Once the expanding universe had been predicted based on Einstein's theory of gravity, Hubble in 1929 measured this celestial movement. Less well known is Lemaitre's intervention in 1927 when he predicted and derived the very same law that Hubble, unaware of Lemaitre's work, had published two years later. Hubble went on to pioneer and greatly refine the correlation between recession velocities and the distances to remote galaxies. We judge the velocities by the spectra of light in galaxies. The redshift of spectral lines shows the recession velocity. Distances are measured by using so-called standard candles, objects (typically a type of star) that give off the same brightness and whose distances can be judged first in nearby cases, and then can be traced to the same kinds of stars at great distances. Hubble's successor at Mount Wilson, Alan Sandage, delved deeper into the universe with the aid of the two-hundred-inch telescope on Mount Palomar in southern California. By applying Hubble's law farther and farther out, Sandage realized that distant galaxies had recession velocities of 10 percent or more of the speed of light.

The second proof of the big bang comes from the prediction that the early explosion of the universe would produce light elements with the simplest atomic structure. That would mean mostly hydrogen, but also helium and traces of deuterium and lithium. In fact, the universe indeed is abundant with these light elements. This prediction came largely from the insights of George Gamow, a Russian refugee to the United States in 1934. Gamow was a nuclear physicist with a remarkably broad perspective. He initiated our modern understanding of thermonuclear fusion. How could a pair of protons merge together, he asked, to eventually form helium? Resolving this paradox led to our understanding of how stars shine and to the development of the hydrogen bomb.

Eventually Gamow became interested in the big bang theory. Until then, the prevailing view was that the big bang was a cold event that, nevertheless, led to expansion. But the cold theory had a problem. At the cold state, which means a very high density, atoms merge into the most tightly bound nucleus, which is iron. Hence, iron should be the most plentiful atom in the universe, which is certainly not the case.

Gamow realized that a moment of extreme heat could circumvent this problem. The first nuclear reactions, which produce new elements, could not begin until the nuclei of atoms had overcome the heat and then begun to merge with others. At the start of the universe, he reasoned, there was only a small space of time, perhaps only a few minutes, for the light elements so abundant in the universe to form before the cooling down produced the heavy elements. At some early instant, the universe had produced hydrogen, which today remains the predominant element. It must have been a hot beginning.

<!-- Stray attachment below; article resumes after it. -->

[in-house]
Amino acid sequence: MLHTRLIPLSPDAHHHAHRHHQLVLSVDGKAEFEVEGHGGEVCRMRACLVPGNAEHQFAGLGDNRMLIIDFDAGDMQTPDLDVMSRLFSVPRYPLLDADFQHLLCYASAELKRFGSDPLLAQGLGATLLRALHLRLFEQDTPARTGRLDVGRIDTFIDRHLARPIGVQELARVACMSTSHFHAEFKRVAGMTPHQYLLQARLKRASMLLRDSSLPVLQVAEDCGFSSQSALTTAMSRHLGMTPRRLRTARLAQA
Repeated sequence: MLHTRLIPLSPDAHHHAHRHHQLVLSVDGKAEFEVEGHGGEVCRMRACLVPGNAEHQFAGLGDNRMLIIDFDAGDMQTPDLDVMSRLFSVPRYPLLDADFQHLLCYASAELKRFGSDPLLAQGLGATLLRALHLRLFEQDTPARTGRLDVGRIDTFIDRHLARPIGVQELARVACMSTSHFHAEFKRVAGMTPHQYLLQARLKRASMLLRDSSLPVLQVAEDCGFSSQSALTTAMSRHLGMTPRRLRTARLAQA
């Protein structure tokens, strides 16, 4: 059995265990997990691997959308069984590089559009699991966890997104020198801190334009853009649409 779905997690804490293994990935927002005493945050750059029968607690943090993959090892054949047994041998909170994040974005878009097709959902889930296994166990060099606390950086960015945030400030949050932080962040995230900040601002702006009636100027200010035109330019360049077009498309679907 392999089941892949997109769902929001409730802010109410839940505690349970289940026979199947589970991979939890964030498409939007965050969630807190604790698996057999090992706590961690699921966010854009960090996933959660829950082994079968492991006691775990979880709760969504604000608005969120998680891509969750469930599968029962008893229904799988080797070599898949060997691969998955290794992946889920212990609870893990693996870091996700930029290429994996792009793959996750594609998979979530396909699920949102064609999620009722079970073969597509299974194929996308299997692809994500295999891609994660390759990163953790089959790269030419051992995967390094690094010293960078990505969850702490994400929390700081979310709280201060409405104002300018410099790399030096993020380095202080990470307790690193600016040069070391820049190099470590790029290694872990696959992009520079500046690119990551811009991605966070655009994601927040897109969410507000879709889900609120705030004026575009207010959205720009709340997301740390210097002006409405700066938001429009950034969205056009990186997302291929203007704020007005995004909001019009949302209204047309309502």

Following this logic, Gamow was the first to see that cosmology presented the ideal conditions to understand the origin of light elements. Of course, for the light elements to have seeded the many other nuclear reactions that followed, the universe must have been exceedingly hot. But no one had detected any residual heat in the universe, as predicted by a hot big bang, so the prevailing wisdom favored a cold origin. Decades later, the cold theory was still being advanced by the great Russian cosmologist Yaakov Berisovich Zel'dovich, and Gamow's contribution was mostly forgotten.

However, lack of evidence for a hot universe did not deter Gamow's genius for advocating a new way of doing cosmology. He now turned to stars. Gamow believed, erroneously as it turned out, that stars did not have the thermonuclear power necessary to synthesize the chemical elements seen in the universe. He was partly right. Indeed, stars cannot make a significant quantity of light elements, although they can make some. With stars eliminated, Gamow argued, the universe itself was the ideal place for synthesizing the second most abundant element, helium. He proved his prediction by describing how the universe expanded in phases, briefly achieving temperatures above those in the Sun. A phase needed to last only a few minutes, he argued, to produce light elements.

This takes us back to the start of the universe. The only massive particles that could have lived on from the beginning were protons, neutrons, and electrons. Protons and electrons make up hydrogen, which is why that is the most abundant element today. Initially it was too hot for atoms to exist. The dominant constituent of the universe was ionized hydrogen, which meant it now had an electrical charge and was the only chemical element in the early universe. A few neutrons, about one for every proton, were present. For the universe to move toward formation of other chemical elements, a great deal of heat was needed so that nuclear reactions could combine protons and neutrons. With the heat, protons could overcome the force of Coulomb repulsion (that keeps particles apart) and form elements heavier than hydrogen. Gamow had discovered this natural barrier. With his insights, we find the beginning of nuclear physics as a new branch of science. His brilliant idea was that if the universe were, by fiat, initially hot, the required nuclear reactions would have taken place in the first minutes.